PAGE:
By what process the words disappeared and another appeared is not stated, nor by what source the words remained if they did not agree with what was written; however, Joseph Smith worked under the guidance of the Holy Spirit, and certainly the Spirit was involved in bringing the words into English and in removing them if correct or retaining them if not, so they could be reworded or restated until they were written correctly.
    Joseph Knight, Sr., an early member of the Church and a close friend of Joseph Smith, wrote the following in a document on file in the LDS Church archives:
    “Now the way he translated was he put the Urim and Thummim into his hat and darkened his eyes then he would take a sentence and it would appear in bright roman letters then he would tell the writer and he would write it then that would go away the next sentence would come and so on. But if it was not spelt rite it would not go away till it was rite, so we see it was marvelous. Thus was the whole translated.”
    LDS writer Francis Kirkham notes that Joseph Smith's brother William also confirmed the use of the hat. His account is similar to the accounts given by Harris and Whitmer although he refers to the seer stone as the "Urim and Thummim." He stated, "The manner in which this was done was by looking into the Urim and Thummim, which was placed in a hat to exclude the light, (the plates lying near by covered up), and reading off the translation, which appeared in the stone by the power of God" (2:417).
The principal scribe, Oliver Cowdery (left), testified under oath in 1831 that Joseph Smith “found with the plates, from which he translated his book, two transparent stones, resembling glass, set in silver bows. That by looking through these, he was able to read in English, the reformed Egyptian characters, which were engraven on the plates.” In the fall of 1830, Cowdery visited Union Village, Ohio, and spoke about the translation of the Book of Mormon. Soon thereafter, a village resident reported that the translation was accomplished by means of “two transparent stones in the form of spectacles thru which the translator looked on the engraving.”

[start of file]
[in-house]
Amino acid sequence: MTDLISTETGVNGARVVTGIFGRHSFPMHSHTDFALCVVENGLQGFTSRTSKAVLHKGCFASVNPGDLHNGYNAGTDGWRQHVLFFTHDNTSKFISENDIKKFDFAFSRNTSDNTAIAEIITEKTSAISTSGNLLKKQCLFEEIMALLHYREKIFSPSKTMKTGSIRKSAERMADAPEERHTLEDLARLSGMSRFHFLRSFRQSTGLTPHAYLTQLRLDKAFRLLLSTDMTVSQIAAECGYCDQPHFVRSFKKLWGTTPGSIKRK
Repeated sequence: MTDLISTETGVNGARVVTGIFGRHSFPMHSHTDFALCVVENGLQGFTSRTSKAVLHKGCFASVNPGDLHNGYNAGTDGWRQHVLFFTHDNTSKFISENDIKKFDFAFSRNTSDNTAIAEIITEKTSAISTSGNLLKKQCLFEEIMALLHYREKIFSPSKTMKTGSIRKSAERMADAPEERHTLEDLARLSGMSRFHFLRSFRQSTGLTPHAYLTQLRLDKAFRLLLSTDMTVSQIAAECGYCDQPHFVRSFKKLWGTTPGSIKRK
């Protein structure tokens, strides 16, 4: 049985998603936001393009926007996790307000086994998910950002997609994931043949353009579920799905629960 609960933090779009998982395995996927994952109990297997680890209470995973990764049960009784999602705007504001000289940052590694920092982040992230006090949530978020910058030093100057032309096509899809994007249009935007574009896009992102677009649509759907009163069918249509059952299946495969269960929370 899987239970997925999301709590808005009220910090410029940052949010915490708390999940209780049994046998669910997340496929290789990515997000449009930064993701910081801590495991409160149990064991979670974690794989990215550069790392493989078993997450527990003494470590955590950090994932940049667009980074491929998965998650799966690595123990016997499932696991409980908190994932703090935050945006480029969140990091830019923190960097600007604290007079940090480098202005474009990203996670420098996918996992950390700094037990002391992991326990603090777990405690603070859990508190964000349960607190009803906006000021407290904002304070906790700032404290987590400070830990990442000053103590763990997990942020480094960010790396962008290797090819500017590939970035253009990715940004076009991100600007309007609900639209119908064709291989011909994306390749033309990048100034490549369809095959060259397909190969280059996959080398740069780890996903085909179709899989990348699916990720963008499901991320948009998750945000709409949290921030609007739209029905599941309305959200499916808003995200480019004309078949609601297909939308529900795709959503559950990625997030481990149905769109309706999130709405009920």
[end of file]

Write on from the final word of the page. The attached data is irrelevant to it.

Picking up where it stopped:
It should be noted that “At the outset it must be recollected that the translation was accomplished by no common method, by no ordinary means. It was done by divine aid. There were no delays over obscure passages, no difficulties over the choice of words, no stoppages from the ignorance of the translator; no time was wasted in investigation or argument over the value, intent or meaning of certain characters, and there were no references to authorities.
These difficulties to human work were removed. All was as simple as when a clerk writes from dictation. The translation of the characters appeared on the Urim and Thummim, sentence by sentence, and as soon as one was correctly transcribed the next would appear."
    Notice that the Spirit was involved in the appearing and disappearing of the word or wordage and would not be removed until the translation was correct and correctly written.
It should be recognized at this point that all the problems the theorists indicated in the first five posts of this series, would not have been a factor in Joseph Smith’s translation. He did not fight to know what the word meant—if he understood an English equivalent, it was given to him to know, he read it off, and if the scribe copied it correctly, then the word disappeared and he proceeded to the next word or phrase. Thus, when Joseph Smith said “horse,” “ass,” or “elephant,” being completely knowledgeable of the words “horse,” “ass,” or “elephant,” and the scribe correctly wrote down “horse,” “ass,” or “elephant,” that the Spirit provided on the image in the seer stone, meant “horse,” “ass,” or “elephant,” And the same would be true of any other word we find in the scriptural record. When Joseph did not know the meaning of the word appearing on the stone, the word remained in the language Mormon wrote it, and Joseph spelled the word for the scribe, as in the case of cureloms and cummons, or neas and sheum, or ziff, as well as in the case of unknown proper names.